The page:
Although everyone I shoot with wants to learn how to play pool like the pros (if they're not already a billiards professional!) it takes more than just long, boring hours of drills with repetition.
It takes the kind of focused, intelligent shot practice I'm describing below, from a recent lesson with a student who flew over 20 hours to see me from halfway across the world…
...Follow the practices below, they're quite fun and easy in most cases. You need not practice for hours at a time (like my student) to develop a pro-like stroke.
Also pocket a few easy cut shots, using the softest possible strokes and hardest possible strokes, from your "perfect medium stance" for medium speed strokes. Then do the same, "super soft" and "super hard," but using your cue and bridge distance like a ruler to bring your stance, head and both hands close in for soft and far back for power.
In other words, learn how much control you can safely retain, and how and hard and soft you can hit from medium stance/medium bridge distance, and then move your feet instead of your hands and cue stick before assuming a full, complete stance, to modify to shoot softly (and also hard).
Shoot a few balls from near the second diamond from a 70- to 75-degree angled cut, to both the left and right sides of the table in the corner pockets (ball near the middle of the short rail, shooter somewhere to one side or the other inside the kitchen.
Shoot a few of those very tough cuts now, using straight strokes and then semi-massé (intentional curved strokes), then go back to the second diamond and "let the regular strokes flow" once again. Do you get any squirt or deflection? Is it okay to squirt if you properly throw the cue ball into the diamond to compensate? FEEL the cut action on the object balls-physically impossible, you say? You can get great sense at impact time regardless.
When all of the above have been completed to your satisfaction, rack ten balls into a triangle shape (leaving the final traditional row of five balls out of the rack). Don't break with a super hard break, but with a hard break taken straight into the head ball from near the head spot (opposite the foot spot, or in other words, almost straight into the head ball from near the middle of the head string).
Look at the break and the ten or less balls remaining, identifying all the aces, kings, queens and jokers on the table. Take ball in hand and try to run the table in two innings or less (as in bowling, a strike is all ten after the break, a spare is all ten with only missing once).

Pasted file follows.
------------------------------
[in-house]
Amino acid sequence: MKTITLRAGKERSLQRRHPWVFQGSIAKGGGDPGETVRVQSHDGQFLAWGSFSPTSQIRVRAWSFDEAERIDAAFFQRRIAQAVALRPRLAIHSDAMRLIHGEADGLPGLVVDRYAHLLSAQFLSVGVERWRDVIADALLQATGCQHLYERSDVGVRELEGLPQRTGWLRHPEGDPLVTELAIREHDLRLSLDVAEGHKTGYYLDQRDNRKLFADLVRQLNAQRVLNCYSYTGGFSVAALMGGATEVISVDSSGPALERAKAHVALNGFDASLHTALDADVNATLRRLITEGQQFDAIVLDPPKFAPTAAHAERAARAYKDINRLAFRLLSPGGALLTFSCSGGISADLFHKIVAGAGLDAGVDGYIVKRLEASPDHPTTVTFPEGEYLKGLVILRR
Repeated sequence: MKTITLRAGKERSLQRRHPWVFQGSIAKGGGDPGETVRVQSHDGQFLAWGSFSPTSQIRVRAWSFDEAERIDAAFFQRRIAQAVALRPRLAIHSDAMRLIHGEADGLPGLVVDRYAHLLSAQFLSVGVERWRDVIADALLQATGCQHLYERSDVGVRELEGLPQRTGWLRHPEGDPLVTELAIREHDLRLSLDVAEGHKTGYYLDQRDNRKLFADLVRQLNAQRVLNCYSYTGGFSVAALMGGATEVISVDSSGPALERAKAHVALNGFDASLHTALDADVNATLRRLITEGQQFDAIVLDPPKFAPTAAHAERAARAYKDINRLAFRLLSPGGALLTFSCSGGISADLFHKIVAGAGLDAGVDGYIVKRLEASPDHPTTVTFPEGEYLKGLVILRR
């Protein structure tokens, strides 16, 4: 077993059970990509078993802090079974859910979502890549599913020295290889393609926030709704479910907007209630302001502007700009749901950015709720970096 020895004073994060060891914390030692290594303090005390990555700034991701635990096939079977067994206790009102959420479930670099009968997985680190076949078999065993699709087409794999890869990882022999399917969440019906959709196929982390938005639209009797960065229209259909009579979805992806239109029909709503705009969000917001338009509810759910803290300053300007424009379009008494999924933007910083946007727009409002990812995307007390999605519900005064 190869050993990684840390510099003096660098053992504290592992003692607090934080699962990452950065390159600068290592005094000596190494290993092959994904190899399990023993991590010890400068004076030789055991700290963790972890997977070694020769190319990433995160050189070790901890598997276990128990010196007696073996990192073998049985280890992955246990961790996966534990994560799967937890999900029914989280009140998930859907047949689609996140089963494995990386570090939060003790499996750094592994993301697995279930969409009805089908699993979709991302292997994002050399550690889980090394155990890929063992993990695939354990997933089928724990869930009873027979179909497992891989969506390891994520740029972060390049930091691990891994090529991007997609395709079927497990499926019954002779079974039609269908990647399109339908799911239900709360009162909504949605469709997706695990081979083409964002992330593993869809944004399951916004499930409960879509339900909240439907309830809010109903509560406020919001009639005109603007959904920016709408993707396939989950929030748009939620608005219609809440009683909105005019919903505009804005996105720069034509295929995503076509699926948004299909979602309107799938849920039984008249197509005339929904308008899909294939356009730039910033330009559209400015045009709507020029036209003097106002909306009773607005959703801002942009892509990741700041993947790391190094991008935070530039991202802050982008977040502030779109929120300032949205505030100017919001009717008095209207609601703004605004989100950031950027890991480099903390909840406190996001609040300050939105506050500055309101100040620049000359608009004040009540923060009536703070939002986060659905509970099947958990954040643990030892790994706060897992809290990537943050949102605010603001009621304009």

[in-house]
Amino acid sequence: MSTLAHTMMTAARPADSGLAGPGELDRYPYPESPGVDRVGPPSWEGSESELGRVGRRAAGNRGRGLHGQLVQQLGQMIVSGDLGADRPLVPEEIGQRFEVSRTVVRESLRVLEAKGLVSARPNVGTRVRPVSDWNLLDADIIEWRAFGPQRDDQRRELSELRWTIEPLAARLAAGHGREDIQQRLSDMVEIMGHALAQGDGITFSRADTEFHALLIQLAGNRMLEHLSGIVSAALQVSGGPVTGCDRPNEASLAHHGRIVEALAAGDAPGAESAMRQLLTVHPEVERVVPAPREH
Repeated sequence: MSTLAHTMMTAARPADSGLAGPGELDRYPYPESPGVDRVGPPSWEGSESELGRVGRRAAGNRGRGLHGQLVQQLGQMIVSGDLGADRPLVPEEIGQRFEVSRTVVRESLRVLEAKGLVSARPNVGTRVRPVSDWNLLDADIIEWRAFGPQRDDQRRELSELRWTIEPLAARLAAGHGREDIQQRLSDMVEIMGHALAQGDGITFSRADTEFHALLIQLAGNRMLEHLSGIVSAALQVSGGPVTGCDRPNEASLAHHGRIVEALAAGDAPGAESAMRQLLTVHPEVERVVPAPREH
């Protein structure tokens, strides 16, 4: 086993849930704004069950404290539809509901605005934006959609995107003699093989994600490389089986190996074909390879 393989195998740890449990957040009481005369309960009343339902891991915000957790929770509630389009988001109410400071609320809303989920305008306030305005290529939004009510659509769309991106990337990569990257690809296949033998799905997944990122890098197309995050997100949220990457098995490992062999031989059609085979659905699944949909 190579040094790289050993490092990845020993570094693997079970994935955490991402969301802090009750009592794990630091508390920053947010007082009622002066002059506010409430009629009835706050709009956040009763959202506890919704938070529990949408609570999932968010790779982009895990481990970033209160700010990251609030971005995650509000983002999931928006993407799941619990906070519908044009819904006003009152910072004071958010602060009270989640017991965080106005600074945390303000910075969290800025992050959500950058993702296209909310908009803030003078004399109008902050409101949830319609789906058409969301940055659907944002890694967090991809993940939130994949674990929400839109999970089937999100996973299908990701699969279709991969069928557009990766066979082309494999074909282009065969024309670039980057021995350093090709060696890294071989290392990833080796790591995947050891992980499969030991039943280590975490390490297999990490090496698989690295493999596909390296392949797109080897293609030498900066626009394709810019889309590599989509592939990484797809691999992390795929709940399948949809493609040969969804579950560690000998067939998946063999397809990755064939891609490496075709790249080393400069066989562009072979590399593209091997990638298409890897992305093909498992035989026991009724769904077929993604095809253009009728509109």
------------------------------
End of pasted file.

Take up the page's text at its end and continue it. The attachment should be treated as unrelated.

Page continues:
WHENEVER you miss a second time in the ten balls after ball in hand off the break, re-rack and start again. If you break a ball in, take ball in hand, run one, miss, run two more and miss-you've made four balls, you're done, rack ten more and break once again.
You can also put an object ball one diamond by one diamond from the corner as I suggest, and cut it into the nearby corner pocket. Use the specialized english strokes and other strokes we've studied to play position with the white ball. Don't get lazy on the "easy" object ball or it won't fall.
Take cue stick underwater and check for no resistance on stroke. Only underwater can you sense absolute resistance or lack of resistance to forward motion. (Just kidding. Don't try this, readers, inside your home pool for pool. - "Quick Draw") :)
Recall that you can stroke between two golf tees set on a billiards table to confirm a straight stroke or a tendency to crook one way or the other.
It's best to set the tees to either side of your cue stick while aimed on a cue ball, then look at the target object ball or pocket to simulate actual stroking conditions during tournament play. You can bring the tees in more tightly when you feel your relaxed, classic stroke is more laser-straight without deviating to one side or the other.
Note, too, any tendencies you have (such as always knocking down the right side tee when you miss a straight stroke through center cue ball. (Most right handers have problems hitting to the right of where they've aimed.) How to play pool like the pros? Kill those tendencies!
Be sure to use what I call the "calm and win technique" as we've discussed. Practice now to be ready for upcoming tournament play.
And, of course, what I've promoted to enhance your ability to cinch long, straight-in shots will be a big boon to your game.
You can also use my "cushion devastator shot" to get sharper. Be sure to keep that object ball challenging enough for your skill level. And take no prisoners! You are looking for absolutely killed, dead as dead can be, stop shots. No replacing the object ball with the cue ball at impact.
Do not tolerate rolling forward or backwards off impact, even fractions of an inch...
Good luck to you, and to all my About.com readers, at the tables.